Senior GOP Sens. Lindsey Graham and Bob Corker are rejecting White House suggestions that the general in charge of American-led forces in Afghanistan is responsible for losing the war and needs to be replaced.
Instead, a lack of long-term American commitment, low number of troops, and U.S. rules of engagement are contributing to growing instability in Afghanistan and Islamic State and other terrorist groups’ growing presence there, the senators said.
Graham, a senior member of the Senate Armed Services Committee, also took a shot at Trump strategist Steve Bannon, who many believe is behind Trump’s wariness of further committing troops to the war.
"I know that Gen. Biden and Gen. Obama and Gen. Graham aren’t very good generals," he said Thursday. "I don’t know that Gen. Bannon will be any better."
The comments come as Trump is mulling whether to move Nicholson out of his role of commanding U.S. forces in Afghanistan and possibly replace him with national security adviser H.R. McMaster.
Such a decision has been under consideration for several weeks, according to an administration source and media reports, along with the possibility of replacing McMaster at the National Security Council with CIA Director Mike Pompeo.
Moving McMaster to command U.S. troops in Afghanistan would allow him to earn his fourth star and take him out of the role of refereeing internal White House national security divisions. Those fissures were on display this week after McMaster’s fired several top NSC aides, which critics of the firings viewed as a purge of Trump loyalists and pro-Bannon forces.
However, such a national security shake-up at the highest levels of the Trump administration also would force Pompeo to leave his coveted slot helming the CIA, a highly unusual switch.
Additionally, it would put McMaster in charge of a war after the general has tried and failed for months to sell other members of Trump’s national security team on his plan to modestly increase troops and make a four-year commitment. McMaster has spent months on a policy review of the state of the Afghanistan war, which is still technically ongoing.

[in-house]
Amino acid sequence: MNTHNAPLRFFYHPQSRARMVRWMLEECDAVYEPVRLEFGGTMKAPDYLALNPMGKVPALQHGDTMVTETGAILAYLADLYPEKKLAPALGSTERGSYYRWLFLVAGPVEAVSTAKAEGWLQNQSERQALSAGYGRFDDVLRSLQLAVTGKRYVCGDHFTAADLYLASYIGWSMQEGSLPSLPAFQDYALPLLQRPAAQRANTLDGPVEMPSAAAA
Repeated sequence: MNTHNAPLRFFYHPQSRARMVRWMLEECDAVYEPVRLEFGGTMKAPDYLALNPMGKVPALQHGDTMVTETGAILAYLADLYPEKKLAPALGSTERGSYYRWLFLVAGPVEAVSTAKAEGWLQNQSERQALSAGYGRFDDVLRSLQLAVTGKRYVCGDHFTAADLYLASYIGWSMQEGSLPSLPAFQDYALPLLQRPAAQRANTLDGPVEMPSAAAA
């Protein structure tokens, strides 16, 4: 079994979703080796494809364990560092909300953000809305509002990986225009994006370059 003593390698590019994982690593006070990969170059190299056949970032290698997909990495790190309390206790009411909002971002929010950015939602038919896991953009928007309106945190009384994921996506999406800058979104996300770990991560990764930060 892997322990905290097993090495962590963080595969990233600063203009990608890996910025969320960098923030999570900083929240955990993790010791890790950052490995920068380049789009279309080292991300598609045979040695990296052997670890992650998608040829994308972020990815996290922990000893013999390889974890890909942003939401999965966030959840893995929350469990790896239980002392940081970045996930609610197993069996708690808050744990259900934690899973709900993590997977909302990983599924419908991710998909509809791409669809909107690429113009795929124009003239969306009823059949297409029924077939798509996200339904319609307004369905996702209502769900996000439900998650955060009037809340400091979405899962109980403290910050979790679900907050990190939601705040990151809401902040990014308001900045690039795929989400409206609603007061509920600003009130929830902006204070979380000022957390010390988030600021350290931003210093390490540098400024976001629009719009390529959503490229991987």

Graham and Corker seemed open to the idea of McMaster replacing Nicholson in Afghanistan but only if Trump increases troops and changes the U.S. rules of engagement to allow U.S. soldiers broader flexibility in fighting the Taliban, as well as al Qaeda and ISIS fighters there.
"It’s up to the president—it’s Trump’s war, it’s not Obama’s war," Graham said Thursday. "If we do not listen to Gen. McMaster and people like him who have been fighting this war for 15 years, and adapt our policies, we’re going to fail in Afghanistan. We need more troops."
Nicholson has done a "fine job from my point of view, but President Trump will make a decision and he will own it," Graham said.
"It doesn’t matter what general is in charge if you don’t have the capacity to win," Graham added. "I’m just really upset to hear it’s a Gen. Nicholson problem when really it’s a force-structure problem and an attitude problem so I do hope the policies will change."
Graham predicted that the devastation and chaos ISIS brought to Iraq will "happen 10-fold" in Afghanistan if the United States pulls out troops. He said 3,000 to 4,000 troops with "some air capability we don’t have today" would "turn the tide of battle."
"Every soldier over there is an insurance policy against our homeland being attacked," he said. "My big fear is if you don’t listen to the generals and you try to make this up as you go, as Obama and Biden did, you’re going to wind up losing Afghanistan like we did Iraq, and the consequences to America are worse."
Corker, who chairs the Foreign Relations Committee, said he understands and appreciates Trump’s frustration with the lack of progress in the war but said whatever decision is reached it must be "sustainable."
"I have a lot of respect for Nicholson also … but whatever comes out of this, it has to be something we know to be sustainable and something that we know will change the trajectory."
"As long as we are six months away from stepping out and six months away from giving up, [the Taliban and others in Afghanistan opposed to the U.S. involvement] are going to continue to do all they can to play both sides, and playing both sides is what puts U.S. soldiers in harm’s way," he said.
Corker then recalled that President Obama had prevented U.S. troops from firing on al Qaeda fighters, and only in limited circumstances on the Taliban.
"Do you understand that? The policies we had in Afghanistan were ludicrous," he said.